Report: Indiana could save $2.3 billion via demand reduction strategies

Indiana utility renewable demand response

As utility data becomes more publicly available, the more innovative ideas and solutions can be proposed. Like this: A report issued by Indiana Advanced Energy Economy finds that a combination of demand reduction strategies could avoid or defer the need for new power plants, transmission lines, and distribution infrastructure across Indiana and save up to $2.3 billion for business and residential electricity customers.

The report, Potential for Peak Demand Reduction in Indiana, prepared for Indiana AEE by Demand Side Analytics, examines potential for savings from reducing peak demand using three different market strategies:

  1. Curtailing commercial and industrial electricity demand;
  2. Installing more smart thermostats across Indiana’s residential sector; and
  3. Deploying energy storage technologies.

Examining the impact of these strategies under scenarios representative of avoided costs in Indiana, the analysis shows that net benefits for electric ratepayers (total savings minus costs) range from $448 million to $2.3 billion over 10 years.

“There are ways to meet Indiana’s energy needs by reducing demand that are much lower cost than buying additional power or building expensive new power plants,” said Vince Griffin, executive director of Indiana Advanced Energy Economy, a state affiliate of national business association Advanced Energy Economy. “As Indiana plans for its energy future, regulators and utilities searching ways to bring down electricity costs in the state should take this report’s findings to heart and implement effective demand reduction programs.”

Why demand response

Demand response strategies, which shave peak loads or shift them to off-peak hours, can be cost-effective alternatives to costly construction of new generation resources that sit idle most of the year. Energy storage technologies like batteries achieve similar benefits by storing energy at times when it is plentiful for use during peak hours. The same strategies could save from 1,500 to 4,800 megawatts of electric capacity through 2027, significantly offsetting Indiana’s need for additional generating capacity over the next decade.

Demand reduction strategies are significantly less capital-intensive and more economic for meeting demand during peak hours than investing in traditional “peaker” power plants, which sit idle for most the year. Utility investments in electricity infrastructure are overwhelmingly driven by peak loads, with approximately 10% of infrastructure investments serving load for just 1% of the hours of the year.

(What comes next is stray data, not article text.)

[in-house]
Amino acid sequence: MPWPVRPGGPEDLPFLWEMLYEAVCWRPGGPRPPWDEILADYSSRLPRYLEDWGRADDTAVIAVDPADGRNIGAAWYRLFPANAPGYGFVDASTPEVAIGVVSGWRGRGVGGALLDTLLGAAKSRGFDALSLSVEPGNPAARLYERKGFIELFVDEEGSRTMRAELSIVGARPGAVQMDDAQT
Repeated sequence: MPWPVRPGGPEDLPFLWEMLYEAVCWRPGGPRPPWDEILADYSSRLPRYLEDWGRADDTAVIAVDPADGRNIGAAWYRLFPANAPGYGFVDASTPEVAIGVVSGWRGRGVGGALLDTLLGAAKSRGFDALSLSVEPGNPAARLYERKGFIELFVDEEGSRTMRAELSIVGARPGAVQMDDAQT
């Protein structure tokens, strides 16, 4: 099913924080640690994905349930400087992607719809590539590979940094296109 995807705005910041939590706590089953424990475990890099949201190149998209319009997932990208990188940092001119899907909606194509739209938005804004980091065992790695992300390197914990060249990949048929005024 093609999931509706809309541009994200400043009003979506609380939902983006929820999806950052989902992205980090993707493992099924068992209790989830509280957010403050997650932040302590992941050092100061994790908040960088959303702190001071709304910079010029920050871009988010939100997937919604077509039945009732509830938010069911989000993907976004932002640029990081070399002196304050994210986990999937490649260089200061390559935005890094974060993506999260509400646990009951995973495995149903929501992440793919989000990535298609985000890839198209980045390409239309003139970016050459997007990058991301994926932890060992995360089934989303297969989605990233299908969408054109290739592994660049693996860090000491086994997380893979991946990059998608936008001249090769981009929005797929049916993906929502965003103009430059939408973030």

“It’s simply good business to utilize advanced energy technologies and resources that reduce energy waste,” said Rick Counihan, Head of Energy Regulatory and Governmental Affairs at Nest Labs. “Increased adoption of smart thermostats across Indiana’s residential sector can not only help Hoosiers manage how much energy they use but, as importantly, when they use energy. Reducing energy usage when it is most expensive can drive significant cost savings for Indiana ratepayers.”
“Our analysis shows that reducing peak demand is a smart and cost-effective way for Indiana to meet the energy needs of its citizens,” said Jesse Smith, principal consultant for Demand Side Analytics. “With the right policies, demand reduction will allow both Indiana utilities and grid operators to meet capacity needs at lowest cost.”

At nearly 48,000 workers, advanced energy employs nearly twice as many people in Indiana as colleges and universities, more than machinery manufacturing, and approaching auto parts manufacturing, according to a report published by Indiana AEE in 2016 based on the latest 2015 data. At the time, advanced energy industry supported one out of every 50 workers in Indiana and was expected to grow 2% by the end of 2016.

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